Knicks guard Alec Burks has been placed on the league’s health and safety protocols list, according to Marc Berman of the New York Post. Burks is coming off a 21-point outing against New Orleans on Wednesday.
Burks has exceeded all expectations since the Knicks signed him to a one-year, $6MM contract, having averaged 12.6 PPG on 40.8% shooting beyond the arc in 25.8 minutes per contest. He’ll be an unrestricted free agent once again this summer, but the club has plenty of cap room and will try to retain him, Berman writes in a separate story.
We have more on the Knicks and Nets:
- The Knicks have their eyes on Mavericks guard Jalen Brunson, according to Berman, though he won’t hit free agency until after next season. Dallas needs only to guarantee his contract this summer, a modest $1.8MM, to hold onto him for one more year.
- Brunson’s father, Rick Brunson, is under consideration as a possible Knicks assistant, Berman writes in the same story. The elder Brunson served under Tom Thibodeau in Chicago and Minnesota but left the Timberwolves amid allegations of workplace misconduct. He’s currently coaching Camden HS in New Jersey.
- After allowing big man John Henson‘s 10-day deal to expire, the Knicks might add to their backcourt instead of pursuing another center, according to Berman. Euro standout and former NBA point man Mike James is one of the players the team is considering. James was recently suspended by CSKA Moscow after an altercation with his coach and returned to the U.S., though he’s still technically under contract with the Russian team.
- With the abrupt retirement of LaMarcus Aldridge due to a heart condition, Nets GM Sean Marks is mulling all options regarding a roster move, Brian Lewis of the New York Post tweets. The team is “doing due diligence” and hasn’t decided whether to bring in another big man or add depth elsewhere.
Though the Nets certainly wouldn’t mind being the top seed in the Eastern Conference, what matters most to them is player health, writes Brian Lewis of the New York Post. The Nets are currently the second seed in the East with a 37-18 record, one game behind the 38-17 Sixers and 2.5 games ahead of the Bucks.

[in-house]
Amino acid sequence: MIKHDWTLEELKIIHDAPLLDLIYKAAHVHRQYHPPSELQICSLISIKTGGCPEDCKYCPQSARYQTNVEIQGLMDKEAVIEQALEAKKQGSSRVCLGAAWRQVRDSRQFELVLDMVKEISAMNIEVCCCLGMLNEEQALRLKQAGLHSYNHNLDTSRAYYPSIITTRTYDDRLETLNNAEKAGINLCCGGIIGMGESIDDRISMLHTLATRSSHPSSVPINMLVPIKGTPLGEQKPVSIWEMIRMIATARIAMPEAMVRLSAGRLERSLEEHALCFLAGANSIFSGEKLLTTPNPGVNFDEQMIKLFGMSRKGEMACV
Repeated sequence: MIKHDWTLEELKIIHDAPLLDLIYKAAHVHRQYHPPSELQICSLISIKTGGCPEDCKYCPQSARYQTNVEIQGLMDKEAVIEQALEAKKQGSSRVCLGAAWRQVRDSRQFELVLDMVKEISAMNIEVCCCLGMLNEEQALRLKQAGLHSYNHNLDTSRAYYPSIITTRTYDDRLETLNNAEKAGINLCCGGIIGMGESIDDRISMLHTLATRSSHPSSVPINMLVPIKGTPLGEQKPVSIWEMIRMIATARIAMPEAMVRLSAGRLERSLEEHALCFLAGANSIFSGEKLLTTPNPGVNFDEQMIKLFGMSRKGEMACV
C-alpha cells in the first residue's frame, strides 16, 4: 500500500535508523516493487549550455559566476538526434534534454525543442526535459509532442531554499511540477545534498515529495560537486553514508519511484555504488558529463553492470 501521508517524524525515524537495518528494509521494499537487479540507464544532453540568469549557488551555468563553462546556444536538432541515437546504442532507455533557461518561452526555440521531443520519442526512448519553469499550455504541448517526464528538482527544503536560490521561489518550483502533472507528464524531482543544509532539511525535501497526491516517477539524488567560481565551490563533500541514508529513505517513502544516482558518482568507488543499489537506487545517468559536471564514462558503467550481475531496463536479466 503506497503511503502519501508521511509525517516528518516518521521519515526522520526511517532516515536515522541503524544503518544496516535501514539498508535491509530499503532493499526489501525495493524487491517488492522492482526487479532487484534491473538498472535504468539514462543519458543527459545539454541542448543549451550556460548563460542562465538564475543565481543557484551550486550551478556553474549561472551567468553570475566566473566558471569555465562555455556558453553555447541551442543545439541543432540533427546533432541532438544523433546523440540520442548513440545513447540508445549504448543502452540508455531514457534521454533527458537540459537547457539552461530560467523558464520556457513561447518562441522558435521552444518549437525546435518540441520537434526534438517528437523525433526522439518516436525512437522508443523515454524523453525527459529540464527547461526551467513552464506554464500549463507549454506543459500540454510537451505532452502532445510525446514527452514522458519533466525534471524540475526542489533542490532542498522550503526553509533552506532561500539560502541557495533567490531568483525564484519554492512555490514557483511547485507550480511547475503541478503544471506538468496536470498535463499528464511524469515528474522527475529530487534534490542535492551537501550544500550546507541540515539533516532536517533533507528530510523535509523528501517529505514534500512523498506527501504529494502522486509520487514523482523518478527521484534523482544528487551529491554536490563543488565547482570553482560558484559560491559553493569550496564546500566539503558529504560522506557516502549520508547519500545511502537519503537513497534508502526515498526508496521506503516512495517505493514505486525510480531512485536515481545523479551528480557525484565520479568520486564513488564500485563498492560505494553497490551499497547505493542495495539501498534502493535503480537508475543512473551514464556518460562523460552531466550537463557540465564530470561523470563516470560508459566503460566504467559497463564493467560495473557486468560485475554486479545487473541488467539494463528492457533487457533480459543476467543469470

“Health is everything,” head coach Steve Nash noted. “It’d be great to have the No. 1 seed — I think it means a lot, it’s valuable — but not at the expense of losing players or prolonging our injury situation.”
There’s more out of the Atlantic Division:
- Michael Grange of Sportsnet.ca wonders about the recent past and current trajectory for the Raptors if Toronto had never traded franchise stalwart DeMar DeRozan for 2019 Finals MVP Kawhi Leonard, who departed for the Clippers in free agency after leading the Raptors to a title during his lone season in Canada.
- With injured center John Henson not expected to be re-signed to a second 10-day contract, the Knicks are considering other veteran big men for the newly-opened roster spot, according to Marc Berman of the New York Post. Berman reports that one option on New York’s radar is 31-year-old power forward Kenneth Faried, who most recently suited up for the Zhejiang Lions of the CBA in 2019.
- Nets head coach Steve Nash appreciates that the team has had to adjust creatively to various absences. “We may not get any games with our whole roster,” Nash conceded, per Brian Lewis of The New York Post. “I don’t want to worry about or be concerned about things that are out of our control.” The club has employed 29 different starting lineups this season. Nash also acknowledged that, following a surgery on a fractured third metacarpal of his right hand, two-way Brooklyn point guard Chris Chiozza will be unavailable “basically for the regular season.”